You’re nicely dressed, hair coiffed, kids quiet and happy – the perfect time for a family photo shoot to get some great shots for a 3D crystal or laser printed key ring for the grandparents! Of course, this is the exact moment that the heavens will open up and rain will come pouring down. Living in the perennially soaked UK means that we have to be hale and hearty about the wet weather, and a little rain doesn’t have to halt a photo shoot – it just means you need some tips and tricks for shooting in dim light and with water present.
1. Learn to love the lighting – While rain can literally put a damper on a fun day out, cloudy skies heaving with rain can actually provide moody, atmospheric lighting perfect for certain themes. A rainy day is obviously perfect for a spooky and dark feel, but this weather can also be brilliant for showing off bright colours – the contrast is striking.
2. Play with puddles – A bright yellow rain slicker, juicy red galoshes and a whimsical umbrella can all transform a toddler – or an adult – into the perfect photo subject. Capture your family dancing in the rain, playing in the puddles, chasing your dog through a field or setting boats adrift at the local pond – the rain can be magical.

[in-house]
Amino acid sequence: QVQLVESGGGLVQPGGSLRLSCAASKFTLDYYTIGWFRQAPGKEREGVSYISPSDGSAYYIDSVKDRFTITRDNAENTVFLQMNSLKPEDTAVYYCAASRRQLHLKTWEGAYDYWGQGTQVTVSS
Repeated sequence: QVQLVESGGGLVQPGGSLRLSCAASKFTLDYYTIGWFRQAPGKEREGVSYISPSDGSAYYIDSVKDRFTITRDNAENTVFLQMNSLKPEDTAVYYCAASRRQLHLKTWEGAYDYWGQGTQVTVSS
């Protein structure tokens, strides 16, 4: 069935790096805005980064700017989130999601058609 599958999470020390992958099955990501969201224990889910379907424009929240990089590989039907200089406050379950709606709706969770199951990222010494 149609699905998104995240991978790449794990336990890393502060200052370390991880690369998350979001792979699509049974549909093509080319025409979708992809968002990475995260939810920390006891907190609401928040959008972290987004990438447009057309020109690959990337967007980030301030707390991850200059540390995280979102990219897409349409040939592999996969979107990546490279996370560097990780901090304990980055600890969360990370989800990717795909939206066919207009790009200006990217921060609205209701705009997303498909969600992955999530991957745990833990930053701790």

3. Remember to protect your camera and gear – Ideally you have a water proof camera, but if not, don’t fear. Special cases, accessories and protective gear can be purchased in order to ensure that your photography investment stays well covered and in tip top working order.
4. Don’t be afraid of a flash! Rain literally transforms the landscape, making for a visually stunning experience in person. That said, sometimes it can be difficult to capture the detail in this lower lighting, and everything can appear washed out and grey. To avoid this, try using your flash – the pop of colour can really help to add shine to the raindrops, enhance details, and bring excitement to the photo.
5. Shutter to think – Your shutter speed is really important when shooting photos in the rain – remember that the rain should be treated like a moving subject. If you want to capture the individual drops, speed up your shutter. If you want to create an in motion ‘blur’ effect, then make sure to slow it down.